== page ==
In his latest “Dear Grandson,” Stan Gerding continues describing his experiences at Bethesda Naval Hospital and volunteering for duty in Vietnam.
Bethesda has and always will be dear to my heart. I feel this is where healthcare became one with me. I was pretty good at it and took good care of my patients and a lot of times I went the extra mile with them.
When Bill Wedekind was admitted to the ward he became my patient and as I state in my book he was a sight to behold. I admitted him, which means I had to thoroughly go over his whole body and note everything that was wrong with him. He was, by far, the most challenging of all patients. Starting from the top of his body, his head on the left side had a chunk out of it including a piece of his skull, he had no eyes, he had no hands, he had a very bad fracture of his right leg, and he had little bits of shrapnel all over his body that looked like blackhead pimples. He also had a tracheostomy tube in his throat and a nasal gastric tube down his nose leading into his stomach.
That night, I stayed on the ward cleaning him up and removing all those small pieces of shrapnel from his body, it took me about five hours and another hour or so to bandage all the larger wounds. The next morning, I went to breakfast and then to the ward for work. I was a little tired from the long previous day’s work. When I got to the floor, I saw Dr. Early talking with Lt. White and they both turned to me and thanked me for the wonderful clean up I did on Cpl. Wedekind, I felt very proud and couldn’t wait to see my patient.
The next several months went by and I felt a desire to volunteer for Vietnam, because of all the wounded young men coming home, I started feeling a call to duty. It was my turn. Call it patriotism, duty, or country, I felt the need to go. I was not seeking glory nor was I seeking any type of heroic plan and I sure didn’t feel that I could change anything. I merely wanted to do my duty to my country, my patients, and my future warriors.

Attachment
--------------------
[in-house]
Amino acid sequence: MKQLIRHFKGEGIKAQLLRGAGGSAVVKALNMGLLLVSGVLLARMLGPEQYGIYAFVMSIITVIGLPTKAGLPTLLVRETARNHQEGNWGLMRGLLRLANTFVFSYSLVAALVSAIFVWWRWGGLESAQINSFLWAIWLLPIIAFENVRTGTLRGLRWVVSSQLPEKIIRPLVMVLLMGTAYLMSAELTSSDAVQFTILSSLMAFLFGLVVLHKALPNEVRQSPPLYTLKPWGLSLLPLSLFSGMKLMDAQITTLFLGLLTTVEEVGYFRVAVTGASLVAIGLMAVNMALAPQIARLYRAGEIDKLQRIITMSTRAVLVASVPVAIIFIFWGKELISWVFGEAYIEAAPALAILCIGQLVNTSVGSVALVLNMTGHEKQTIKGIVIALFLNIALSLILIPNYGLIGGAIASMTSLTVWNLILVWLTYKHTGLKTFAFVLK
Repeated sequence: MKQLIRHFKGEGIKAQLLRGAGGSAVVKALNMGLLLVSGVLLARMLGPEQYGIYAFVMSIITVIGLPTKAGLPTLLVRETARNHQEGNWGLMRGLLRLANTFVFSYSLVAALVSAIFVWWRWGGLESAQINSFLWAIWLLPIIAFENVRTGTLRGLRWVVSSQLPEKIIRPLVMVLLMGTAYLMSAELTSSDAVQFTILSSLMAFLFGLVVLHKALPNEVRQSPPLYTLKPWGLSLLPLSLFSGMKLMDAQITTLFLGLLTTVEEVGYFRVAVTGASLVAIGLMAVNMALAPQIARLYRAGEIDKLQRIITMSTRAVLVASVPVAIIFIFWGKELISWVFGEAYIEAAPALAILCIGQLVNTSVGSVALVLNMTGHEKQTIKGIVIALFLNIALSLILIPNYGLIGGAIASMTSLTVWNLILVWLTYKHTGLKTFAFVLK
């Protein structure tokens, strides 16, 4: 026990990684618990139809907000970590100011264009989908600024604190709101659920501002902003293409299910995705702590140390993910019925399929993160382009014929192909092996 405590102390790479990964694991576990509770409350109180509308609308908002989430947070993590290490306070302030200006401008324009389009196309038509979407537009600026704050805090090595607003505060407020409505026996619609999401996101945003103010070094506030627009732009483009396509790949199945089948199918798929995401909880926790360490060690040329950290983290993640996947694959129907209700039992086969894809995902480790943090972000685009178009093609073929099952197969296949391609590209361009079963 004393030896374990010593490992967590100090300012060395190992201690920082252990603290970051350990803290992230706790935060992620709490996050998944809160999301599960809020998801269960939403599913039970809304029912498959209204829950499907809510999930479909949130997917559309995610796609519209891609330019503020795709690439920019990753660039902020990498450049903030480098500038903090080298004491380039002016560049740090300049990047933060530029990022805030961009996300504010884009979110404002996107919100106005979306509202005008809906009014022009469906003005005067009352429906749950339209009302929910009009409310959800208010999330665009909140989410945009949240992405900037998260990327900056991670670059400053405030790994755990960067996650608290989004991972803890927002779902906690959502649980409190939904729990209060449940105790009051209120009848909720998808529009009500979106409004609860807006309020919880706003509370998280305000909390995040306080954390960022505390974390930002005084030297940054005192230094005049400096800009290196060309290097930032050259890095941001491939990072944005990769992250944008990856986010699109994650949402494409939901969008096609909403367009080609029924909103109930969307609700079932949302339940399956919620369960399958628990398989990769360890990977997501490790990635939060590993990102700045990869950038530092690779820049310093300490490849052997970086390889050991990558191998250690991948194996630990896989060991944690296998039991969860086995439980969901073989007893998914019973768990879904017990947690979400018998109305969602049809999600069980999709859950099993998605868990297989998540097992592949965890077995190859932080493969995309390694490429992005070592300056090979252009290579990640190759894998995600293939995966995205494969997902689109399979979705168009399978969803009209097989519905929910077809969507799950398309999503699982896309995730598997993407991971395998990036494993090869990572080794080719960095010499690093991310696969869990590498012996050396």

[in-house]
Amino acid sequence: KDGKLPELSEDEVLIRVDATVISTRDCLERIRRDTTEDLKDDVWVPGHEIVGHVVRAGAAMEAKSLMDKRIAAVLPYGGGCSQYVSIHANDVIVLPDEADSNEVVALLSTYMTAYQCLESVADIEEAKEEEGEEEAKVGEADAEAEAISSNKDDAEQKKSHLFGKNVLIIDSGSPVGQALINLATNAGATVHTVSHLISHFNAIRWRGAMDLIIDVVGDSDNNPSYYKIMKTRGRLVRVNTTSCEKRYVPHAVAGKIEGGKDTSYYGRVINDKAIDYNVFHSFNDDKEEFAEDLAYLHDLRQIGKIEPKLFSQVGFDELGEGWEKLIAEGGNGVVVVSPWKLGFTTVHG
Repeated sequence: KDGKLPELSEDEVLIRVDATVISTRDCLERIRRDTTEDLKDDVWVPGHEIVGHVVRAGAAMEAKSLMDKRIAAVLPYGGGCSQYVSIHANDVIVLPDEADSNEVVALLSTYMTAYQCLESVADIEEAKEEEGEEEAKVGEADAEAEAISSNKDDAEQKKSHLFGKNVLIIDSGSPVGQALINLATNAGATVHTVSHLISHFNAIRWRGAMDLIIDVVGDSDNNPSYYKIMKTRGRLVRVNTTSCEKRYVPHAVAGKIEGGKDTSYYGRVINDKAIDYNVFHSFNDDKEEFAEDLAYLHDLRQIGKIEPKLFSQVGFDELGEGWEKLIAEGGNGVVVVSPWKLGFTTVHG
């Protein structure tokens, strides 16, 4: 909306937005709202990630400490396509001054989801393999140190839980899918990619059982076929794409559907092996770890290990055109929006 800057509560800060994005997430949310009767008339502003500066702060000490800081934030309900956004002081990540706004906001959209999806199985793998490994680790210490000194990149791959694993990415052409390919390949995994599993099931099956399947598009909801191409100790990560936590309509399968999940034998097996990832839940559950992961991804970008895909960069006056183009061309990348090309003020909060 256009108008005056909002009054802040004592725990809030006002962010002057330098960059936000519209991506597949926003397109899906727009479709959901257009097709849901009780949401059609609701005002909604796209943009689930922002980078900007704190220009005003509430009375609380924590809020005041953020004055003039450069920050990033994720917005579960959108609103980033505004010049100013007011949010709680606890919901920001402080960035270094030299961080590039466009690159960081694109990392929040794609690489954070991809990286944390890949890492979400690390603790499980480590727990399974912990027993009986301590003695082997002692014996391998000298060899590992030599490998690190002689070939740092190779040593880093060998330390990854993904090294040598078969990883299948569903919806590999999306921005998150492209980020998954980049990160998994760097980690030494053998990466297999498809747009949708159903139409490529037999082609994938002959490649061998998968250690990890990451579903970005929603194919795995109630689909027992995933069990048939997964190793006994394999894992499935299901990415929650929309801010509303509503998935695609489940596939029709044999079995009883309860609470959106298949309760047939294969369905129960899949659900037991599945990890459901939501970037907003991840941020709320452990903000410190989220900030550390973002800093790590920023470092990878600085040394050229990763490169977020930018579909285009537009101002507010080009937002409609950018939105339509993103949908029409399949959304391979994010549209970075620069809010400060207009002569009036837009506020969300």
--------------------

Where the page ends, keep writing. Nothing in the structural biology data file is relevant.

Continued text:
Because of all the wounded young men coming home, I started feeling a call to duty. It was my turn. Call it patriotism, duty, or country, I felt the need to go.
I volunteered for the “Nam” and got turned down, volunteered a month later and got turned down again, didn’t volunteer the next month and I got orders to the 3rd Marine Division Republic of Vietnam, my heart started pounding and I was glad, I finally could go and do my duty. The day I got word of my orders, my good buddy Bill Farmer got his. We would be leaving Bethesda the same day and checking in to Treasure Island San Francisco at the same time. I was very glad he and I would be going at the same time, that meant we had someone familiar to go there with.
My last few months at Bethesda were uneventful, just continuing to go to work and fill my days with some last touring of the D.C. area. Dr. Early kept telling me when I check in over in Vietnam I should ask to be stationed at 3rd Medical Battalion because I would learn a lot there and he felt, with my experiences at Bethesda, I would be better utilized there in the treatment and triaging of the wounded. Little did he know, and little did I know, that was not the way it worked, but I would soon find out.
The day of leaving Bethesda came and I got up that morning and turned in my bedding and checked out of the barracks. One of my dorm buddies came over to me and handed me a two-dollar bill and said to keep it for luck.
Bill and I went to breakfast, and then on to disbursing to pick up final paychecks, and then to Personnel for service record and orders. While we were waiting in line at disbursing, one of the guys I worked with came out of disbursing and came over to me and hugged me, wished me luck, and handed me another two-dollar bill. He said it will bring you all the luck in the world. You will be coming home!
Bill had his car and we parted our ways at the parking lot and I caught the bus to head for the airport to fly home for a little leave before heading to the Nam. The bus took off and, as I could see us driving away from Bethesda, I couldn’t help but ponder over all the good times that took place at this wonderful duty assignment. All the experience that I got there and all the friends I made. I was feeling very good.
This is where there will be a gap in my writings to you, Grandson, because this is where you should read my book The Nam “Doc” A Navy Corpsman’s Story. I will, however. Continue to write you letters from the time I left Vietnam on the LSD USS Colonial.
More later, Grandson.
Stan Gerding is the author of the book The Nam “Doc” A Navy Corpsman’s Story.